Perhaps the greatest service Tom Harris has ever done for the Scottish Labour Party is to try to flush out contenders for the Scottish Labour Party’s leadership, by declaring that if no one good stands – he will. While Deputy Leader Johann Lamont is widely expected to run others potential contenders like Ken MacIntosh, Jackie Baillie and Hugh Henry seem to have gone off the idea – and who can blame them?
Despite resistance from some MSPs the expectation is that the review led by Jim Murphy and Sarah Boyack is to recommend that the leader of the Scottish Labour Party can be drawn from elected representatives in The Scottish Parliament, Westminster, or the European Parliament. In theory that could mean a busy leadership contest with a wide variety of candidates, and a genuine debate about the future of the party – but I fear that may be wishful thinking. Here’s who I think should run, but probably won’t:
David Martin MEP
David is one of the most senior Members of the European Parliament, having been elected for the Lothians Constituency in 1984. He was Vice-President of the European Parliament and is currently a senior member of the Parliament’s influential Trade Committee. He could certainly take-on Salmond in Statesmanliness, having been one of Scotland’s overseas representatives for the best part of 30 years.
Now based in Bearsden David straddles the East-West divide quite nicely. He’d make an ideal candidate for Strathkelvin and Bearsden, as well as the West of Scotland list. Though he can often appear decidely middle-class he’s imbued with the sort of thoughtful socialism which the party has sorely lacked in recent years. He also appears to be well regarded by the press which, if this year’s election taught us anything, is a must.
Duncan McNeil MSP
My real outsider. A former colleage once said to me of Duncan McNeil that “along with Frank [McAveety], he has the very best grasp of ordinary voters out of everyone in the Scottish Parliament” – I couldn’t but agree. Absolutely no-one is suggesting Duncan as a potential leadership candidate but in my opinion, they should be.
Though he’s not necessarily a household name, Duncan is popular and often father-like figure within the Labour Group in the Scottish Parliament. A former organiser with the GMB, he was Government Chief Whip under Jack McConnell and was elected Chair of the Scottish Parliamentary Labour Party in the last Parliament. Duncan also played a prominent role in the recent Inverclyde by-election, and I’m pretty certain that were it not for his personal popularity Labour would have lost Greenock and Inverclyde to the SNP in May.
At 61, Duncan is unlikely to have the appetite to run, however were he to do so he’d bring a much-needed dose of reality to the debate about the future of the party.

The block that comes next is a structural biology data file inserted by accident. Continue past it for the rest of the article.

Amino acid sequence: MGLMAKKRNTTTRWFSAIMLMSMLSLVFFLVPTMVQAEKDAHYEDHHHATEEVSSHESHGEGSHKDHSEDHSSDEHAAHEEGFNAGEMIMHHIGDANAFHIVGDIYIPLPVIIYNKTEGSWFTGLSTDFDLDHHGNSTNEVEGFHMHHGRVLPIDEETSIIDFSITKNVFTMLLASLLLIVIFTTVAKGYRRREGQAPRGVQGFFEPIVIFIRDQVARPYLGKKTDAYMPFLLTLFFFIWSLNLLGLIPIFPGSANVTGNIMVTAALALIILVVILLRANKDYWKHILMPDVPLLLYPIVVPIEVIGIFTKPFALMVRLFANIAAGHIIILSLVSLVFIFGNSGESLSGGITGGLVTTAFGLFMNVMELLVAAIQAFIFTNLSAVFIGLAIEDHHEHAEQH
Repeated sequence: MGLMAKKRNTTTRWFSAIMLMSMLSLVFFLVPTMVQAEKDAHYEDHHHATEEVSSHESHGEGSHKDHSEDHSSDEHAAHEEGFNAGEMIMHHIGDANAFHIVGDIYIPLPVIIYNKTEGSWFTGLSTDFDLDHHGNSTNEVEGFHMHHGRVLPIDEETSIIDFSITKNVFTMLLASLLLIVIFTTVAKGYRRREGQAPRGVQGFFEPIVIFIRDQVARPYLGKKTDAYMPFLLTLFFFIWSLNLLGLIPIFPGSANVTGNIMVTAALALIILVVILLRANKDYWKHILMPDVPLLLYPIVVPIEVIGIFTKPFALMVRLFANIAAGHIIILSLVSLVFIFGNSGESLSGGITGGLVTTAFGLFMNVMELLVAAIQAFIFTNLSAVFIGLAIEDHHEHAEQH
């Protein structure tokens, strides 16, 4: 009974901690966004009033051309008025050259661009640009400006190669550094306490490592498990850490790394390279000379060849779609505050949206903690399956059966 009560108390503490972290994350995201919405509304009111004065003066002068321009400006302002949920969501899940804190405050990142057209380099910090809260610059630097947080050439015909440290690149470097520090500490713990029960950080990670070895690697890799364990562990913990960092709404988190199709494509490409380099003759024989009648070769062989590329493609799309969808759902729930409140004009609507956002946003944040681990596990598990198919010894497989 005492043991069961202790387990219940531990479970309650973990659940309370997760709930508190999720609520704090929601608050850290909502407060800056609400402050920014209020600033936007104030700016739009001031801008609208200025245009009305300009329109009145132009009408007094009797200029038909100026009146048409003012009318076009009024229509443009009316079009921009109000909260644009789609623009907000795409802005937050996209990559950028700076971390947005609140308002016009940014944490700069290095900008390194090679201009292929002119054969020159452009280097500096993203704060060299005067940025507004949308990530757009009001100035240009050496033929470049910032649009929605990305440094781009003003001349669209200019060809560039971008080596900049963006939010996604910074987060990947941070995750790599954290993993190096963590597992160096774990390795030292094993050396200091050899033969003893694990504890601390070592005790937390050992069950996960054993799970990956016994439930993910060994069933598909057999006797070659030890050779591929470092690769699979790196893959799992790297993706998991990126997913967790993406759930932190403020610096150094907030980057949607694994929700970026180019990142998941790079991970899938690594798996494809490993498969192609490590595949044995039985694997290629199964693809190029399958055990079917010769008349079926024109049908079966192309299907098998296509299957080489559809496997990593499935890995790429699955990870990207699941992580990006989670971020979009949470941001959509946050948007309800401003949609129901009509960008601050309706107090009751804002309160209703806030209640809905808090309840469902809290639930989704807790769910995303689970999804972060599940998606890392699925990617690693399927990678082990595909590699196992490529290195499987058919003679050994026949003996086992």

Margaret Curran MP
Margaret Curran has been touted as a potential leader of the Scottish Party since she was Communities Minister in Jack McConnell’s Government. She was one of the favourites to succeed Wendy Alexander until she was harangued into running in the Glasgow East by-election, all-but ending any change of her ever leading the party. With the north-east of Glasgow losing a seat in the Scottish Parliament Margaret’s eventual election to the House of Commons helped avoid a messy selection battle between herself, Paul Martin and Frank McAveety.
Though she’s only been an MP for little more than a year Margaret has settled well into the Commons (and eventually got out of the habit of call the Speaker “Presiding Officer”!) Word on the street is she’s Ed Miliband’s go-to-gal on matters north of the border, and should receive the backing of Westminster if she were to throw her hat in the ring.
In government and in opposition the Party’s media team carved out a highly unpleasant “attack dog” image for Margaret, which in my opinion put-off more voters than it impressed. Since leaving the front bench Margaret’s managed to soften her image somewhat to reflect the warm and witty character that she is in reality. She has the experience and fortitude to be credible against Salmond. In addition to being popular with activists (in particular Young Labour and Labour Students) she has the vigour required to shake the party up internally, something which is sorely needed.
While Tom Harris may not be alone in wishing Douglas Alexander or Jim Murphy would stand, they’ve set their sights on senior jobs in the UK Government. If the party wants MP as its leader, it has to be Margaret Curran.
Ken MacIntosh MSP
In the days that followed the election in May Ken emerged as an early favourite for the leadership, though as I mentioned above he seems to have gone off the idea. He recorded an impressive result in May, regaining his notionally Tory Eastwood Constituency and turning a notional 2,000 vote deficit into a 2,000 vote majority – though it must be noted that in a Tory/Labour marginal Ken was fighting a very different fight from most seats in the country.
Prior to his election Ken was a producer with BBC News in London. His experience with the media is immediately apparent, and he impressed many with his witty-yet-considered stint on BBC Scotland’s election coverage. Yet despite his being the Labour Group’s star-performer with the media Ken’s talents have seldom been acknowledged by successive party leaders. Overlooked for ministerial office, the only post he ever held in government was as an unpaid parliamentary aide – a position from which he resigned over hospital re-organisation. Though having never been a minister could actually work in his favour.
From a tactical perspective, I believe that Alex Salmond would find it difficult to work out how to handle Ken. With his cheery persona and ‘family-man’ image (six kids, and counting) Ken could deflect the bluster of Alex Salmond far more effectively than anyone else. If the MSPs are determined to be led by one of their own then they should be doing everything they can to make sure Ken runs.